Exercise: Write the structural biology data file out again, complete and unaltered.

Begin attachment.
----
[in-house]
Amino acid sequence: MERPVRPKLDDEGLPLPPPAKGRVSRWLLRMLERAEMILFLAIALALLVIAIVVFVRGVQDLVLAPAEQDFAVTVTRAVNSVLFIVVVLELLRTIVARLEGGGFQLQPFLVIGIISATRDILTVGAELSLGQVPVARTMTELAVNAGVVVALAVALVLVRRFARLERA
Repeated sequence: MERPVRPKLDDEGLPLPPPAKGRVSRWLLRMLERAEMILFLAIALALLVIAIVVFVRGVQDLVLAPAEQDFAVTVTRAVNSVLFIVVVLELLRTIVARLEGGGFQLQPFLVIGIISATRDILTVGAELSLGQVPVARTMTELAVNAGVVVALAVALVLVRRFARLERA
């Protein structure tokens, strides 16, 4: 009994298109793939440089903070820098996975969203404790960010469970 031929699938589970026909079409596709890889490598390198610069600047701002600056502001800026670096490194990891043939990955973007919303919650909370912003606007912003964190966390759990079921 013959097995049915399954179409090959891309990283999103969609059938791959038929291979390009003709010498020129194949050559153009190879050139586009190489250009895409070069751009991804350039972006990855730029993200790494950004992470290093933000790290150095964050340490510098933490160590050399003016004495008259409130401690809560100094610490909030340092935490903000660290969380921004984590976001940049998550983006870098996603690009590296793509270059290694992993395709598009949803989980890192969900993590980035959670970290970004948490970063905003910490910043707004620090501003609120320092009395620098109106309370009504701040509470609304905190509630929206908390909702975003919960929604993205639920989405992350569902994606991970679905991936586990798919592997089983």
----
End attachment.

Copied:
[in-house]
Amino acid sequence: MERPVRPKLDDEGLPLPPPAKGRVSRWLLRMLERAEMILFLAIALALLVIAIVVFVRGVQDLVLAPAEQDFAVTVTRAVNSVLFIVVVLELLRTIVARLEGGGFQLQPFLVIGIISATRDILTVGAELSLGQVPVARTMTELAVNAGVVVALAVALVLVRRFARLERA
Repeated sequence: MERPVRPKLDDEGLPLPPPAKGRVSRWLLRMLERAEMILFLAIALALLVIAIVVFVRGVQDLVLAPAEQDFAVTVTRAVNSVLFIVVVLELLRTIVARLEGGGFQLQPFLVIGIISATRDILTVGAELSLGQVPVARTMTELAVNAGVVVALAVALVLVRRFARLERA
């Protein structure tokens, strides 16, 4: 009994298109793939440089903070820098996975969203404790960010469970 031929699938589970026909079409596709890889490598390198610069600047701002600056502001800026670096490194990891043939990955973007919303919650909370912003606007912003964190966390759990079921 013959097995049915399954179409090959891309990283999103969609059938791959038929291979390009003709010498020129194949050559153009190879050139586009190489250009895409070069751009991804350039972006990855730029993200790494950004992470290093933000790290150095964050340490510098933490160590050399003016004495008259409130401690809560100094610490909030340092935490903000660290969380921004984590976001940049998550983006870098996603690009590296793509270059290694992993395709598009949803989980890192969900993590980035959670970290970004948490970063905003910490910043707004620090501003609120320092009395620098109106309370009504701040509470609304905190509630929206908390909702975003919960929604993205639920989405992350569902994606991970679905991936586990798919592997089983």